Cleansing Fire

Defending Truth and Tradition in the Roman Catholic Church

Colloquium – Day 5

June 26th, 2010, Promulgated by Gen

First of all, this post is pertaining to the happenings yesterday, Friday the 25th. I was expecting to have the stamina to give you all an update, but things didn’t pan out as they should have. Yesterday was certainly the busiest day, and yet, also the most fulfilling. We had breakfast as usual, had chant rehearsal, etc. . . but in addition to all the normal sessions, we had a Renaissance Polyphonic Vespers. It was beyond my wildest expectations. There were three choirs scattered around the church, each assigned certain antiphons, certain motets, and certain psalms which were sung with alternating chant and polyphony.

Two priests emerging from a polyphony rehearsal.

What was truly inspiring about that, though, was that the sanctuary was packed with real priests, young men in seminary, pre-seminary, and high school, and some of the most brilliant minds in sacred music today. In the sanctuary were a priest from the FSSP, an Oratorian, a diocesan priest, a priest from the Canons Regular of St. John Cantius, and seminarians from Canada, New Orleans, and Arlington. The entire service was an experience of liturgical ecstasy. Unfortunately, I did not take any video, audio, or photos of the service. There were, however, professionals recording every aspect of the ceremony.

A Passionist nun partaking in a cool beverage at Starbucks

After the Vespers service (and the Mass which preceded it), I sat down for dinner with two nuns, one a Poor Clare from New York City, and one a Passionist Sister from Duquesne University. They were astounded to see people from Rochester, and we were astounded to see nuns who were wearing habits and weren’t over 70 years old. Folks, Rochester is so demented I can’t even begin to tell you the mental and spiritual cleansing that this Colloquium has been.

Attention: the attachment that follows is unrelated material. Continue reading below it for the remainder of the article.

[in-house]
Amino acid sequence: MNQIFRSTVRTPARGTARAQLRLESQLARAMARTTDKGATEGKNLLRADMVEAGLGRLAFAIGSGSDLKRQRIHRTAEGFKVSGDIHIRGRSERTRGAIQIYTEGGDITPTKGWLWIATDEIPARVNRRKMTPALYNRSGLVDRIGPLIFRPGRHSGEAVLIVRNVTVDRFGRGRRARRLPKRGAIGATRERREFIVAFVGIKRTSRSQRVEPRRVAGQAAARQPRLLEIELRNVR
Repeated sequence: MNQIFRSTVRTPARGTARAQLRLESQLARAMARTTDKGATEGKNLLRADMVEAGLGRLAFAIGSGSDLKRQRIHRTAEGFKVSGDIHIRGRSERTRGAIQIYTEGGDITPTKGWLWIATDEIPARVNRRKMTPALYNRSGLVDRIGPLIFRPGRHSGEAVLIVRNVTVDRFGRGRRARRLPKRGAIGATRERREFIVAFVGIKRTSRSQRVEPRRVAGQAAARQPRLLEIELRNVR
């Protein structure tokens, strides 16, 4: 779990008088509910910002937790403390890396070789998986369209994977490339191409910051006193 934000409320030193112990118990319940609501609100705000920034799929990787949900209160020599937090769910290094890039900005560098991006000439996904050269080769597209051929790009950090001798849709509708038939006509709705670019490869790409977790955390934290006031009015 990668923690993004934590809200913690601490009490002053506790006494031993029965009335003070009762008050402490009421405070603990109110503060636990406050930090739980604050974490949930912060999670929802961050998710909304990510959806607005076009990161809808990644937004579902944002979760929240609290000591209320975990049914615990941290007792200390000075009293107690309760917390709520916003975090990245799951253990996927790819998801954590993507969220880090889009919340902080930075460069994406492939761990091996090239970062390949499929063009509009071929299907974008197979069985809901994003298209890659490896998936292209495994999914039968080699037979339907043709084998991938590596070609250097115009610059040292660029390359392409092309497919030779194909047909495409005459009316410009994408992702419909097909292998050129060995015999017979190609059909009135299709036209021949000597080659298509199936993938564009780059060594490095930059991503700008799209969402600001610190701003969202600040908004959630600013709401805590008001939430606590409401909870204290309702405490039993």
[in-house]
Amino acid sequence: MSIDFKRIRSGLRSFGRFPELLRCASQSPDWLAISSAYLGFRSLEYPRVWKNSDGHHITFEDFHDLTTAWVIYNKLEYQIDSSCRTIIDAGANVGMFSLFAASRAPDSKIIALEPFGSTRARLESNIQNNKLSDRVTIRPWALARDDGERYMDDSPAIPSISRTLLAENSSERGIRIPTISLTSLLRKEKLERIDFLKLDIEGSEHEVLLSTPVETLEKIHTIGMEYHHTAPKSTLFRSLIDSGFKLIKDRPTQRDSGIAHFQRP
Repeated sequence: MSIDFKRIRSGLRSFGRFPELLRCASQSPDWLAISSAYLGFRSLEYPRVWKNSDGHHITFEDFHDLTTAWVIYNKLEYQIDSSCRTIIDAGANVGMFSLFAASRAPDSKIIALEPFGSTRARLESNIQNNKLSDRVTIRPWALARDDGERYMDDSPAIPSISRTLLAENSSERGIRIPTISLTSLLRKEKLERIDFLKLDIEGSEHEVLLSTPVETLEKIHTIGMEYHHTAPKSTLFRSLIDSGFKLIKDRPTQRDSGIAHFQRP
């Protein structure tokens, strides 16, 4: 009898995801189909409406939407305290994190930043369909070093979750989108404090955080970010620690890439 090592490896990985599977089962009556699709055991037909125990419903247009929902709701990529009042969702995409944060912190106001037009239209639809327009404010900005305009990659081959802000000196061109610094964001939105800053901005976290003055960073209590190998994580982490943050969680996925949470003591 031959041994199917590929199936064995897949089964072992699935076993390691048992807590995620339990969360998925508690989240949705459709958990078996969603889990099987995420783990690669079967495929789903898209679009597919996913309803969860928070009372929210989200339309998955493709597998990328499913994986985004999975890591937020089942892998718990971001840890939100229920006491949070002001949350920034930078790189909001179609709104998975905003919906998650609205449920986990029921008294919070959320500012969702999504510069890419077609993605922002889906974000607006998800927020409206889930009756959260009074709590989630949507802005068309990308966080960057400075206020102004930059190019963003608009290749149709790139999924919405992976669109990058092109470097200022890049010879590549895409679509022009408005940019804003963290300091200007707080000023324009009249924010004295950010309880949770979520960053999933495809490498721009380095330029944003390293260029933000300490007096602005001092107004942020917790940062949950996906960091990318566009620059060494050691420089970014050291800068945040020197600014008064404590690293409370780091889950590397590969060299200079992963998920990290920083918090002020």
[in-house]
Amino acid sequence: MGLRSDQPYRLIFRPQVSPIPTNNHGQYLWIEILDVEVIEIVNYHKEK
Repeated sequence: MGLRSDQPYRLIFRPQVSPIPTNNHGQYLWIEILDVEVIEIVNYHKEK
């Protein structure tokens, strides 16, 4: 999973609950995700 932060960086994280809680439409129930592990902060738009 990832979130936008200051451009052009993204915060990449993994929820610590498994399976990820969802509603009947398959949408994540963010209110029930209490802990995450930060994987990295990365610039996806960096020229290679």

As I type this, I’m sitting in one of the campus cafe’s, listening to Louis Armstrong’s “What a Wonderful World.” What a wonderful world, indeed. Last night as I walked back to the dorms, a group of young people had taken out their violins and just burst forth into song, playing Mozart with such spirit and gusto as I have seldom heard before. I would relate more to you, but my time is a precious and rare commodity which is being mined to exhaustion by the folks of the Church Music Association of America. And for that, I am immeasurably glad.

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